Smartphone headache – Managing the expense of supporting the smartphone

Smartphone headache – Managing the expense of supporting the smartphone

David Ginsburg

David Ginsburg, vice president of marketing and product management, InnoPath Software

In an era of lower subscriber and revenue growth, as well as decreased availability of capital, a prime goal of the mobile operator must be to drive costs out of the business while maintaining customer satisfaction.

However, this goal is sometimes at odds with the growing cost of smartphone support. On average, these devices cost four times more to support than less sophisticated feature phones, and their growing popularity means that more than 30% of all customer care calls are now configuration related.

Cutting costs

So what is an operator to do? Do they hire and train additional front line care personnel, incurring additional OPEX, or do they cut care costs, as some operators are already doing, with the unavoidable negative impact on customer satisfaction?

A relatively new technology, called mobile device management (MDM), permits

the operator to create a real time, over the air channel between the subscriber’s phone and the frontline customer service representative (CSR). It enables lifecycle management of the phone through configuration and troubleshooting, as well as the control of hardware, security and application settings on the device.

Via this channel, the CSR has a real time view into the device, allowing them to check for proper settings and to make changes if required. Because of this, it can greatly reduce configuration call times, increasing first-call resolution and thereby increasing customer satisfaction. Better yet, by reducing call times, MDM has a direct impact on OPEX.


Smart working

With MDM, when the subscriber places a call to frontline care, the device will be automatically queried for its application settings as well as critical device status such as battery, firmware revision, and memory. These application settings are automatically compared against the operator’s reference configuration, and the CSR may then push corrections to the phone. Time savings are in the order of minutes, and across tens of millions of calls annually, the savings add up.

MDM can also be deployed in such a way as to facilitate call avoidance, heading off some calls before they even arrive at the CSR. Two options include integration with the operator’s interactive voice response (IVR) system, or the deployment of a subscriber self-care portal, much like they use for billing and handset orders today. The IVR angle is important, as even if a subscriber is on hold to speak with a live operator, they will now know that their problem is beginning to be addressed. This helps temper the grievance rehearsal anger spiral, where a customer becomes angrier the longer they are left on hold without any problem resolution.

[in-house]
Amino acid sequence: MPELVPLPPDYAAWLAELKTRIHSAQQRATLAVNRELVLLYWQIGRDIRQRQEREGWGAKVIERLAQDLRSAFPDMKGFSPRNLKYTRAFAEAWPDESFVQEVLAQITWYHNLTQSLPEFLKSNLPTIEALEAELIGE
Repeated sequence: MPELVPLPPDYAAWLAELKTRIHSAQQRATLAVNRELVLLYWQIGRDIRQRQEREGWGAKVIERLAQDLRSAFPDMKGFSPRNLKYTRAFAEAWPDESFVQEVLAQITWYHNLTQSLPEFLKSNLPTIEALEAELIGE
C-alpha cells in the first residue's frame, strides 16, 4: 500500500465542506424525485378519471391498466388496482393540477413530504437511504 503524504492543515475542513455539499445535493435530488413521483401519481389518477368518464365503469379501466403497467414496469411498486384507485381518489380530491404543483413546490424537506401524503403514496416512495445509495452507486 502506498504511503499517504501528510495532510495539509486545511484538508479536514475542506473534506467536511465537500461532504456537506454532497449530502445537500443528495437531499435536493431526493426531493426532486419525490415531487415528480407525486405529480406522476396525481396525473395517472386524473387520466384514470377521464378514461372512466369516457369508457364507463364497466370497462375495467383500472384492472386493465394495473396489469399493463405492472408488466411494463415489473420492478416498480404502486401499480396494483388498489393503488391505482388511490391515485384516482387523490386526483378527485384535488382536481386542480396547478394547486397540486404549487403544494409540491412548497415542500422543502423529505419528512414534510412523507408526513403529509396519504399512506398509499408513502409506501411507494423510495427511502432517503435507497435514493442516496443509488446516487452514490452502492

In fact, MDM can be immediately deployed to contain ballooning costs. This contrasts with traditional initiatives that require years for planning and deployment, ineffective in an environment demanding near term results. InnoPath and Stratecast have jointly prepared an ROI model that analyses various MDM-assisted care calls and calculates potential savings.


Counting pennies

As a starting point, frontline care will cost operators over $25 billion globally in 2009, attributable to configuration calls, firmware updates (much like Windows update), and the cost of phone returns. MDM will save operators $3 billion of this in 2009, growing to $23 billion in 2013 through increased MDM client availability and additional types of calls addressed.

At a typical tier 1 operator, configuration savings alone will grow from $56 million, more than enough to justify the initial investment, to $564 million in 2013; a significant chunk of the $1.4 billion in total costs.

Additional savings beyond those from configuration include a reduction in device returns due to usability issues, and a reduction in device recalls due to buggy software, by being able to automatically update phones in the field. In addition, further reductions through call deflection by solving the problem via a self care portal or when the subscriber is on the IVR, are possible. There are few opportunities for savings of this magnitude within an operator that do not require years of planning and training.

The business case for MDM spans both feature phones and smartphones, but it is especially strong for smartphones. Operators are counting on Windows Mobile, Symbian, iPhone, Blackberry and Android devices for future revenue growth. In fact, analysts predict that 30% of all phones shipped in 2009 will be smartphones, and overall penetration will approach 75% by 2014. Given the growing percentage of OPEX attributable to customer support, MDM provides a viable solution for containing costs.

The technology is also applicable to both pre-paid and post-paid customers. In fact, given the traditionally higher churn rate for pre-paid, any solution that can assist with customer satisfaction and service usability will impact loyalty. And, it spans both consumers and enterprises, permitting the operator to effective address hosted enterprise device management opportunities.

Looking to address an operator’s OPEX burden, few solutions offer the relevancy of MDM while addressing the smartphone support issue head-on. Its results include cost savings, greater service usability, and greater customer satisfaction. Given the operator’s conflicting goals of reducing costs while maintaining customer satisfaction, the technology is now poised to take its place for frontline customer support.

InnoPath is a global provider of mobile device management technology for operators.

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